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China Opposes Foreign Intervention in HK Affairs
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China opposes any foreign intervention in Hong Kong matters, which are China's internal affairs, a Foreign Ministry spokesperson told yesterday's regular press conference.


Qin Gang made the remarks when asked to comment on the meeting between US Secretary of State Condoleezza Rice and Martin Lee, a lawmaker from Hong Kong's Legislative Council.


Rice and Lee met on Tuesday in Washington. A State Department spokesperson said after the meeting that the US supports Hong Kong's continued campaign to uphold democracy and universal suffrage.


Qin said China has always attached great importance to and has actively supported the progressive development of Hong Kong's political system based on the special administrative region's Basic Law and the real situation there.


He expressed the belief that as long as all Hong Kong people can take Hong Kong's long-term stability and prosperity into consideration and adopt a rational attitude to seek consensus, Hong Kong's political system would develop in a steady, sound and orderly way, and favorable conditions would be created for finally achieving the goal outlined in the Basic Law -- the Chief Executive and Legislative Council selection by general election.


In another development, as an 80-kilometer-long slick in the Songhua River approaches the Heilong River (called Amur in Russia), Qin said equipment to test for benzene pollutants and 150 tons of activated carbon to upgrade water filtration systems are on their way to Russia.


China will dispatch professionals to Russia to help install the equipment, he added.


Officials from Khabarovsk, the Russian city that is likely to be most affected by the water pollution, had expressed appreciation for the timely assistance, he said, noting that the two countries are negotiating an agreement on joint supervision on water quality.


On November 13, a blast at a chemical plant in Jilin City, northeast China's Jilin Province, caused 100 tons of chemicals mainly benzene and nitrobenzene to leak into the Songhua River, which flows through Jilin and Heilongjiang before entering Russia.


The accident forced Harbin, capital of Heilongjiang, to suspend water supply for four days last week because of contamination.


Qin reiterated China's determination to minimize the possible impact on Russia.


He said China was watching the situation closely and was keeping its neighbor well informed. The nation began updating Russia with monitoring results daily from last Thursday. "China also welcomes cooperation with international organizations," Qin said, adding the country was also keeping the UN informed.


When asked about the detailed schedule of UN Secretary-General Kofi Annan's visit to Beijing from December 4 to 7, Qin said President Hu Jintao, Vice Premier Hui Liangyu and State Councilor Tang Jiaxuan will meet with him, as will Vice Foreign Minister Dai Bingguo.


"The two sides will have an exchange of ideas on international and regional issues of mutual concern and the cooperation between China and the UN," Qin said.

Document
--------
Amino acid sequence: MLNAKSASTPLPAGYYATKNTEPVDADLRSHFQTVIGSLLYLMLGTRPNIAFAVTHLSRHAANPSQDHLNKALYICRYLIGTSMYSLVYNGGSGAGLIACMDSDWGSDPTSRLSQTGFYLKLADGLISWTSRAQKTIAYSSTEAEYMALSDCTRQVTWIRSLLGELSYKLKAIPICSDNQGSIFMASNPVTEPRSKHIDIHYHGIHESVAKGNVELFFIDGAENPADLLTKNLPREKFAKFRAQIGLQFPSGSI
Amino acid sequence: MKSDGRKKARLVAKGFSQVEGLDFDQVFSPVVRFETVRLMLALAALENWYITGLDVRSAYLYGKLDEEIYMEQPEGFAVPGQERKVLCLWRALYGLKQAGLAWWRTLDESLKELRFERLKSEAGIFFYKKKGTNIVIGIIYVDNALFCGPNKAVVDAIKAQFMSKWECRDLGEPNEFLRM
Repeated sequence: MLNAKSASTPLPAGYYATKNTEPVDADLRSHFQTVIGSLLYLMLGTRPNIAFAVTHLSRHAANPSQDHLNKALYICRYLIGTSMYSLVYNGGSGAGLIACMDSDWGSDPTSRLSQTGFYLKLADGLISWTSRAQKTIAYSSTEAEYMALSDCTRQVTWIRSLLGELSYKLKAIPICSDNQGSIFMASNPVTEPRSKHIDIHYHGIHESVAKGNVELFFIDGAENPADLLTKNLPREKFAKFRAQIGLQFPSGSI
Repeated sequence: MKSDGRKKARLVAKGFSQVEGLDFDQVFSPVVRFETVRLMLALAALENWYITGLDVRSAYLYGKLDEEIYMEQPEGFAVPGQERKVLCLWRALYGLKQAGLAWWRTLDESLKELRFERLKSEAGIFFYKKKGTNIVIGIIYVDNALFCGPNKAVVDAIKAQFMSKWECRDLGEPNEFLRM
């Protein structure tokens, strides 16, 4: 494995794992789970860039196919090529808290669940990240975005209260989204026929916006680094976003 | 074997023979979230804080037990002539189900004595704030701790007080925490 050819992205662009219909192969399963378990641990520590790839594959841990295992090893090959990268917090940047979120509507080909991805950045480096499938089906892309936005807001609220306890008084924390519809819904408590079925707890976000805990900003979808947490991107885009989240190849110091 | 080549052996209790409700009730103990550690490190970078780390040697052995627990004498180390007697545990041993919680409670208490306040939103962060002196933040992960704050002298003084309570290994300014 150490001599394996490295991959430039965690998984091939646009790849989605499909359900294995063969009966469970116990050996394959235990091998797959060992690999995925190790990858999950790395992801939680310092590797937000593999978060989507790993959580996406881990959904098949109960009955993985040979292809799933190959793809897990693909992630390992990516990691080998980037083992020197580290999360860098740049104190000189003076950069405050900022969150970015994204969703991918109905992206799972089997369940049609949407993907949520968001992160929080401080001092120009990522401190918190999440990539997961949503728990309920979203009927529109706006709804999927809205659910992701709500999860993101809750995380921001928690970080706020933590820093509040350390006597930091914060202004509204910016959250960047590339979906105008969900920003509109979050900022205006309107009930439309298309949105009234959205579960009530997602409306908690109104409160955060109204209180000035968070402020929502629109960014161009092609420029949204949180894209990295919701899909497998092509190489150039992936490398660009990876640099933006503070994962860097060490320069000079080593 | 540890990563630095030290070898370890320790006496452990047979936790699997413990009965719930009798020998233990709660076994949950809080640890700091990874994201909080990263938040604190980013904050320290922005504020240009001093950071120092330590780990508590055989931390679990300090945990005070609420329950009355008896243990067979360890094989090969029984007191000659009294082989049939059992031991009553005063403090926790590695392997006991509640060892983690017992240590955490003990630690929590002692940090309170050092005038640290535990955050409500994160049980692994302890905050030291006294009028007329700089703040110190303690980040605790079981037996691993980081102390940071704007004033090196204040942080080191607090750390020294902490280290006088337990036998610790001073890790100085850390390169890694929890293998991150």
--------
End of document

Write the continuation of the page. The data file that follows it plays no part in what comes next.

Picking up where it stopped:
During his visit, Annan will also meet with students from Peking University, and will grant some interviews to the Chinese media, he said.


Qin also said the current visit by Manfred Novak, UN Human Rights Commission's special rapporteur on torture, indicates China's sincerity to work with relevant UN human rights mechanisms in a spirit of mutual respect and equality.


Novak's visit began on November 21 and ends today. In addition to Beijing, he visited Lhasa, capital city of Tibet Autonomous Region and Urumqi, capital city of Xinjiang Uygur Autonomous Region.


During his stay, Novak met with officials from the foreign affairs, justice and public security ministries as well as the Supreme People's Procuratorate, and local officials in Lhasa and Urumqi.


Novak also visited prisons and incarceration facilities in the three cities and talked with some personnel, lawyers and scholars from universities, academic institutions and other non-governmental organizations, Qin said.


The rapporteur on torture is a special procedure under the UN Human Rights Commission, and China believes that Novak's visit will be conducive to further increasing mutual understanding, Qin noted.


Turning to the Korean Peninsula, Qin said China adopts an open attitude toward any proposals conducive to promoting the six-party talks process and to finding a peaceful solution to the nuclear issue there, Qin said.


He said South Korea has offered some suggestions concerning the form and venue for the six-party talks.


It is in the interest of all concerned parties to achieve the goal of denuclearization of the Korean Peninsula and to safeguard the peninsula's peace and stability through dialogue and peaceful negotiations, Qin said, adding that China wants to keep in close touch with other parties concerned and hear their opinions, so as to push forward the six-party talks process.


(Xinhua News Agency, China Daily December 2, 2005)

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